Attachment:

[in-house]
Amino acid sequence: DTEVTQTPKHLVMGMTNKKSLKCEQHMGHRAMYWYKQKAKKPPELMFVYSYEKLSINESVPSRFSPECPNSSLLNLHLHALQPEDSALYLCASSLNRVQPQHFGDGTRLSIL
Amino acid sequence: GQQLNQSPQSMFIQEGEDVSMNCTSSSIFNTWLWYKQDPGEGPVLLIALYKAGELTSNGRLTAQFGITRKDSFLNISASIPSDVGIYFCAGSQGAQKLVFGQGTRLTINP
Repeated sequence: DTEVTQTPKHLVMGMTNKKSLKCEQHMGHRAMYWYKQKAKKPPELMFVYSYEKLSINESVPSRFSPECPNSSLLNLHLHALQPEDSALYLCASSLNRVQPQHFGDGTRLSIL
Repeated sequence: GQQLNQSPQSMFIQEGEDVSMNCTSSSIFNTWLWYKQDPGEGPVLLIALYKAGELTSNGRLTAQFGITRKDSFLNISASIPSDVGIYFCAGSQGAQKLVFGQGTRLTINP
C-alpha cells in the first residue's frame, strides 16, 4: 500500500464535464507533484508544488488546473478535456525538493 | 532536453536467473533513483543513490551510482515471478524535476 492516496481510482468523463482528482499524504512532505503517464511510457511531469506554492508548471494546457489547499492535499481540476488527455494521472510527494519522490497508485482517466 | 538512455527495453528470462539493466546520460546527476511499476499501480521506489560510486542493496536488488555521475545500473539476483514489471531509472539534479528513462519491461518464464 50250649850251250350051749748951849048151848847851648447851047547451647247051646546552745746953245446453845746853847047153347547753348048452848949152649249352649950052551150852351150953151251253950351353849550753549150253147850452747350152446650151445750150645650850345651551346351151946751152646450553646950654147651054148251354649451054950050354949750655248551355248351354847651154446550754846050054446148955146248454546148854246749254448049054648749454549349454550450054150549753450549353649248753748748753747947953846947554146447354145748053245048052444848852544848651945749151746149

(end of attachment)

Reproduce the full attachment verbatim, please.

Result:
[in-house]
Amino acid sequence: DTEVTQTPKHLVMGMTNKKSLKCEQHMGHRAMYWYKQKAKKPPELMFVYSYEKLSINESVPSRFSPECPNSSLLNLHLHALQPEDSALYLCASSLNRVQPQHFGDGTRLSIL
Amino acid sequence: GQQLNQSPQSMFIQEGEDVSMNCTSSSIFNTWLWYKQDPGEGPVLLIALYKAGELTSNGRLTAQFGITRKDSFLNISASIPSDVGIYFCAGSQGAQKLVFGQGTRLTINP
Repeated sequence: DTEVTQTPKHLVMGMTNKKSLKCEQHMGHRAMYWYKQKAKKPPELMFVYSYEKLSINESVPSRFSPECPNSSLLNLHLHALQPEDSALYLCASSLNRVQPQHFGDGTRLSIL
Repeated sequence: GQQLNQSPQSMFIQEGEDVSMNCTSSSIFNTWLWYKQDPGEGPVLLIALYKAGELTSNGRLTAQFGITRKDSFLNISASIPSDVGIYFCAGSQGAQKLVFGQGTRLTINP
C-alpha cells in the first residue's frame, strides 16, 4: 500500500464535464507533484508544488488546473478535456525538493 | 532536453536467473533513483543513490551510482515471478524535476 492516496481510482468523463482528482499524504512532505503517464511510457511531469506554492508548471494546457489547499492535499481540476488527455494521472510527494519522490497508485482517466 | 538512455527495453528470462539493466546520460546527476511499476499501480521506489560510486542493496536488488555521475545500473539476483514489471531509472539534479528513462519491461518464464 50250649850251250350051749748951849048151848847851648447851047547451647247051646546552745746953245446453845746853847047153347547753348048452848949152649249352649950052551150852351150953151251253950351353849550753549150253147850452747350152446650151445750150645650850345651551346351151946751152646450553646950654147651054148251354649451054950050354949750655248551355248351354847651154446550754846050054446148955146248454546148854246749254448049054648749454549349454550450054150549753450549353649248753748748753747947953846947554146447354145748053245048052444848852544848651945749151746149